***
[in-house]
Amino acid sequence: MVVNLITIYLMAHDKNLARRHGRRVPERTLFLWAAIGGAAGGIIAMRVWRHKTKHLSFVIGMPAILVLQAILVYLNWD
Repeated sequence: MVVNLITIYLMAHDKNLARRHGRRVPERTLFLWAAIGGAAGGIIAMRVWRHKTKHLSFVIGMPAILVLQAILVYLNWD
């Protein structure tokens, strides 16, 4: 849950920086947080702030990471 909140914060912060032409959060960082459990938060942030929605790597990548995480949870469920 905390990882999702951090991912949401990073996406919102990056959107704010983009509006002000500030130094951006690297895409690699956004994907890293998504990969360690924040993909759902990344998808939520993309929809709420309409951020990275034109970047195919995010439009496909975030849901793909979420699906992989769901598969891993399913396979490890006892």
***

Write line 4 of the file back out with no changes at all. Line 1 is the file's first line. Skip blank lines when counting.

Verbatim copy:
């Protein structure tokens, strides 16, 4: 849950920086947080702030990471 909140914060912060032409959060960082459990938060942030929605790597990548995480949870469920 905390990882999702951090991912949401990073996406919102990056959107704010983009509006002000500030130094951006690297895409690699956004994907890293998504990969360690924040993909759902990344998808939520993309929809709420309409951020990275034109970047195919995010439009496909975030849901793909979420699906992989769901598969891993399913396979490890006892």